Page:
"Oh yeah, we're very close." Rickerson said. "I'm probably closest with my brother because I can tell him anything because he's in almost the exact same position I am.
"It's something nice that we could go through together (the recruiting process). This is a process that many people don't get a chance to go through ... the college process. It's also a plus for both of us because we can push each other to do better. Since we're brothers, we know what we're capable of doing."
Florida's had a successful past at developing brothers into football talents --- John and Scot Brantley, Willie and Terry Jackson, Vernell and Johnell Brown, David and Eugene Peek, David and Dennis Forrester, Jermaine and Tremaine McCollum. Many times, however, with brothers signed in the same recruiting class, if you get one, you're kind of stuck with the other. This is hardly the case with James and Rickerson.
Rickerson was a must-get corner for the Gators in this signing class. His ability to play tight in man-coverage as well as his speed and ability to break fast on the football may win him a starting role sooner than later. The corner position is deadly thin this year and it's very possible that he could see significant playing time even as a true freshman.
"It's a great opportunity for me because they only have two with playing time coming back," he said, "and that gives me a chance to come in and show them what I can do and possibly have a starting position."
James is a versatile weapon that will be used in many ways once Florida's offense gets firmly established. For now, it appears he'll see the majority of his time on the field on special teams, getting a few carries out of the backfield or receptions in match-up situations. Though James is a bit on the small side at 5-7, 175, Rickerson believes the size issue is overblown and that his brother is sorely underrated.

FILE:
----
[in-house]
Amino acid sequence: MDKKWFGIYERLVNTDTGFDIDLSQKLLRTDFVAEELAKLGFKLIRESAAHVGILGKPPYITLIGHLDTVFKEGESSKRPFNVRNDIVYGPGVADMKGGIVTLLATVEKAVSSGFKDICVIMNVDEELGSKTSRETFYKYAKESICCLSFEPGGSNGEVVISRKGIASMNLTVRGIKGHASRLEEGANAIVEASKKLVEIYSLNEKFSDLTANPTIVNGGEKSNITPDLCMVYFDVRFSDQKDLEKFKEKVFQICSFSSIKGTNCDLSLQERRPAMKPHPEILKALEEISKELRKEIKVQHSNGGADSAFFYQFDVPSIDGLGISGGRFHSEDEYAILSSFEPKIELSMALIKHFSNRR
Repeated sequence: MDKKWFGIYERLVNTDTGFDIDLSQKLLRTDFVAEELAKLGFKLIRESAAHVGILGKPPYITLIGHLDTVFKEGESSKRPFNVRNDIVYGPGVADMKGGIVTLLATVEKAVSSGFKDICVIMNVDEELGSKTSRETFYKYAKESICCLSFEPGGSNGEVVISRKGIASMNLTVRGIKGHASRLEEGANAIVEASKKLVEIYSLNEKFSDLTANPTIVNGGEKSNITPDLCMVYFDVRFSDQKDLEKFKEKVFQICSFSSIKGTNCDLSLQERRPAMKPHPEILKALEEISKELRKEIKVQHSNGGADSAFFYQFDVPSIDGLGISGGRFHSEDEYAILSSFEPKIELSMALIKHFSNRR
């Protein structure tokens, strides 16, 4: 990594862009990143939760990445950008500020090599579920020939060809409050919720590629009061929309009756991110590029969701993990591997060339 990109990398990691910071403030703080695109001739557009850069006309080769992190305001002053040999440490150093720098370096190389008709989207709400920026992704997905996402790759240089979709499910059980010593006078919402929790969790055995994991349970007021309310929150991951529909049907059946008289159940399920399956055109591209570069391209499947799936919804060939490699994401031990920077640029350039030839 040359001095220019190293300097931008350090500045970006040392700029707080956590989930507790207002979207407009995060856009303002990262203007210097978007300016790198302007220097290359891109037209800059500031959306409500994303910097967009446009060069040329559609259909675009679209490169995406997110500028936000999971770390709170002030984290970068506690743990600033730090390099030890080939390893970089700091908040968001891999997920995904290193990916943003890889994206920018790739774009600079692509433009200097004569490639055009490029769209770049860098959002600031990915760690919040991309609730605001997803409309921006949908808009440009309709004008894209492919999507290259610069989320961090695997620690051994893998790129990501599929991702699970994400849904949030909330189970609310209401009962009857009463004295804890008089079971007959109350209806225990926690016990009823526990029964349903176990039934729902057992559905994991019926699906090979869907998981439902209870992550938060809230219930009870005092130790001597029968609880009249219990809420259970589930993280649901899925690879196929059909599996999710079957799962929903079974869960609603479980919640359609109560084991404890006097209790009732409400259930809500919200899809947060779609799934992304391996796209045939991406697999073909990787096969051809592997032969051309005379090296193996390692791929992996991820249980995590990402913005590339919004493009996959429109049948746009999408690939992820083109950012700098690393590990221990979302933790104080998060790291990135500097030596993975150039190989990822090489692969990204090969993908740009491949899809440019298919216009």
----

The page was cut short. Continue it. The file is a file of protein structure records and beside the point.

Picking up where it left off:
"He's very underrated," he said. "The only thing that people focus on and the only thing that really kept him from being fully out there was his size. I think running backs like him should be smaller so that they can hide behind the line better."
In terms of style, James is an almost exact replica of Heisman winner Reggie Bush. He's smaller than Bush but their running styles and playmaking abilities are remarkably similar.
"That's what we talk about all the time," he said laughing. "He calls me 'Prime Time' because of Deion Sanders, and I call him 'Little Reggie' because of Reggie Bush."
The two brothers weren't always this close. In fact, it was quite the opposite for awhile. It wasn't until their early teens that they really latched onto each other. The rest is history.
"We grew up together, but we really started to spend more time together probably around the sixth grade," he said. "That was when our bond started to get pretty strong. Then we played basketball together, but never football until the ninth grade."
Sports became the common interest for the two brothers. During their high school years it became apparent that they would excel at the next level. It wasn't long before they each began receiving recruiting calls.
"During the process, when we noticed that some of the schools that I was looking at weren't going to offer him," Rickerson said, "Then I had to kind of decide whether I should go my own way or just think about myself more than both of us together."
The entire process was starting to get to Rickerson when the Florida Gators came along and made the decision easy.
"I had to do my own thing for a while until Florida came in and said they liked Brandon," he said, "then the both of us started really talking about it and we both just made the decision."
Rickerson assured us it wasn't a package deal, however. It never was for him. He was ready to make the commitment to separate from his brother if that was the decision that needed to be made. They did want to play together but they each realized it was important to approach it as a business decision.